Whitman County Gazette - Serving Whitman County since 1877



September 6, 2018 | View PDF

A lot has been written about Sen. John McCain since his passing. In many ways McCain embodied the United States itself, an embodiment captured by the word “resilience.”

Neither McCain nor our nation was, or is, in any way perfect, yet both had the resilience to bounce back from mistakes and hardships.

In his farewell statement to America, McCain wrote, “We are citizens of the world’s greatest republic, a nation of ideals.”

Many of those ideals took a while to manifest themselves, and many more are just emerging.

In 1776, the Declaration of Independence held as "self-evident…all men are created equal." That embraced fewer than half the population. Women weren’t mentioned, nor were slaves or Natives. Our Constitution, drafted a few years later, counted slaves as three-fifths of a whole person. In 1857 the Supreme Court ruled neither slaves nor free blacks were citizens of the United States.

Our national anthem, extolling “land of the free…home of the brave,” wasn’t considering original braves, Native American warriors who fought and died to keep their lands free and preserve their own liberties

Even today, ask a woman whether she experiences liberty – in the workplace, or at home. Ask anyone whose skin is a shade of brown. Ask a Muslim.

Yet McCain recognized America’s inherent, though imperfect, greatness: “To be connected to America’s causes – liberty, equal justice, respect for the dignity of all people – brings happiness more sublime than life’s fleeting pleasures.”

Blacks finally got the vote in 1870 in the 15th Amendment, but it took nearly a century for the 1965 Voting Rights Act to clear the path for them to actually vote in the South. Meanwhile the 19th Amendment slipped through in 1920, and women -- the other half of our population – were granted the privilege 144 years after Independence Day.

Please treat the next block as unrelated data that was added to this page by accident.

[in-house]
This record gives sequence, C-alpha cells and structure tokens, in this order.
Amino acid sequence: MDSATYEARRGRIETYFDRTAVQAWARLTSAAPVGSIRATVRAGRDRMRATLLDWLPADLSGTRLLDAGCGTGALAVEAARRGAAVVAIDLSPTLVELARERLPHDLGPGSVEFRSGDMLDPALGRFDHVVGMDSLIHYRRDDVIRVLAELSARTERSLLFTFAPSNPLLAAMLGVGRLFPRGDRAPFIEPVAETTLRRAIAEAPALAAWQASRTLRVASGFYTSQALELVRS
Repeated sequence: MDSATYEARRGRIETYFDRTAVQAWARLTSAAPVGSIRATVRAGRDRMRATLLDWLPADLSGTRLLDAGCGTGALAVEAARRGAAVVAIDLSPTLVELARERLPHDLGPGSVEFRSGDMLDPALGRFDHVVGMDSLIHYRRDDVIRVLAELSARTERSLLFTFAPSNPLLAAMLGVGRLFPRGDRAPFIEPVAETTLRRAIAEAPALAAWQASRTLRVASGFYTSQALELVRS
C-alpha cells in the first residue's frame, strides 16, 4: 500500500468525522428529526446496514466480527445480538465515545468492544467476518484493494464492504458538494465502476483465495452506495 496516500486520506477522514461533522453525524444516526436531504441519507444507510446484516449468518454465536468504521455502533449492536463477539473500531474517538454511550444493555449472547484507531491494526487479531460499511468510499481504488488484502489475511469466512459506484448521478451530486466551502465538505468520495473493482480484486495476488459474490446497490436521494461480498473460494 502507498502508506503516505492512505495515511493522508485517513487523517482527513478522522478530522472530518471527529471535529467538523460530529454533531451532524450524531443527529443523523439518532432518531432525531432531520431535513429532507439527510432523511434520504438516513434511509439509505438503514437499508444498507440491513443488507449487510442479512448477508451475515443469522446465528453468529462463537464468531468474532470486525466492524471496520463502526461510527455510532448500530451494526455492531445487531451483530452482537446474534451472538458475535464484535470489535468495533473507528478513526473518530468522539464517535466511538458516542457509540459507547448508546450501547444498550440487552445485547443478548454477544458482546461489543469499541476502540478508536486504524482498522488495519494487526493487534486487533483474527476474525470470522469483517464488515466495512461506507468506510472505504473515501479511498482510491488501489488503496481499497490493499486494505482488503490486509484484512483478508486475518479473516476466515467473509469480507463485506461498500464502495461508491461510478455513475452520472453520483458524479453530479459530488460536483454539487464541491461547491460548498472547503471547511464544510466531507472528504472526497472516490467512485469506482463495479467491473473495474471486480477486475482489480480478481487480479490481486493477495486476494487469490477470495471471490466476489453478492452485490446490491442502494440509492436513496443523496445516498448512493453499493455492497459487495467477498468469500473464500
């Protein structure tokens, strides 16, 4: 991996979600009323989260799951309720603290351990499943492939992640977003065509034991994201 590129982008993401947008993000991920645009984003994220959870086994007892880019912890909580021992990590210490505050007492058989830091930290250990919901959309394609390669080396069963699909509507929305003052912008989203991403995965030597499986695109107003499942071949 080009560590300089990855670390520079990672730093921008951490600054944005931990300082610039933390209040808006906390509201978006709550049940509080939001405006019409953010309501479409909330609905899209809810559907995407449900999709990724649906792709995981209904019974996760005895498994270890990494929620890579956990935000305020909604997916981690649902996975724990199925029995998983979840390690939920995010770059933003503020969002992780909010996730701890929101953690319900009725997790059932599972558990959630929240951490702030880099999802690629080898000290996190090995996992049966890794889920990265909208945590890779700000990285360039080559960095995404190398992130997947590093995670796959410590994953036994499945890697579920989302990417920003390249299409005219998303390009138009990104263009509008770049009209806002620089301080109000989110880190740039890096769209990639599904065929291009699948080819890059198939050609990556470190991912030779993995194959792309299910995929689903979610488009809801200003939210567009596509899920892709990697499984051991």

Alexis de Tocqueville, a Frenchman, recognized our inherent greatness in his 1835 “Democracy in America.” He believed equality was the great political and social ideal of his era, yet he noted the irony of our freedom-loving nation’s mistreatment of Native Americans and its embrace of slavery.

He thought the US offered the most advanced example of equality in action but warned of American individualism creating a society of individuals that were paradoxically uniform.

McCain wrote, “We have helped liberate more people from tyranny and poverty than ever before in history.”

Yet, he continued, “We weaken our greatness when we confuse patriotism with tribal rivalries that have sown resentment and hatred and violence in all the corners of the globe…when we doubt the power of our ideals, rather than trust them to be the great force for change they have always been.”

In 1912, another visitor praised America’s ideals. Abdu’l-Baha, a Persian prisoner of the Ottoman Empire for most of his 68 years, traversed North America for nearly a year, speaking to multiple classes and “races” from New York to Montreal to California.

He called for revolutionary change in the concept and attitude of white Americans toward their “Negro fellow citizen,” a situation which, if not remedied, would cause streets of American cities to “run with blood.”

He spoke of an America clinging to absolute sovereignty in a world already contracted into a neighborhood, one crying out for global unity – in 1912. Yet, like McCain and de Tocqueville, he lauded this American republic because of its ideals.

He saw those ideals as capable of leading the rest of the world by example, by proclaiming the universality of humankind. He predicted America would “become the envy of the world and be blest in the East and the West for the triumph of its democracy.”

As this nation now seems to be withdrawing from global commitments, other nations, in a seismic shift, are working to bolster those commitments, the beginnings of a unified, stable global economy, one that will eventually include America on equal footing.

Current events are not as bad as they appear. We’ve weathered storms far fiercer―such as the ultimate oxymoron, a civil war. We’ve emerged stronger and more resilient as a result. Our ideals have sustained the most successful sociopolitical experiment in history.

McCain warned us not to “despair of our present difficulties.” He wrote, “Believe always in the promise and greatness of America.” He said that we never quit, surrender, nor hide from history. Instead, “We make history.”

Even while struggling to live up to our ideals, we can rely on those same ideals and our resilience to make history, to guide a world ready to recognize and embrace the oneness of humankind.

It’s time.

--Peter Haug, Colfax


Our Family of Publications Includes:

Powered by ROAR Online Publication Software from Lions Light Corporation
© Copyright 2018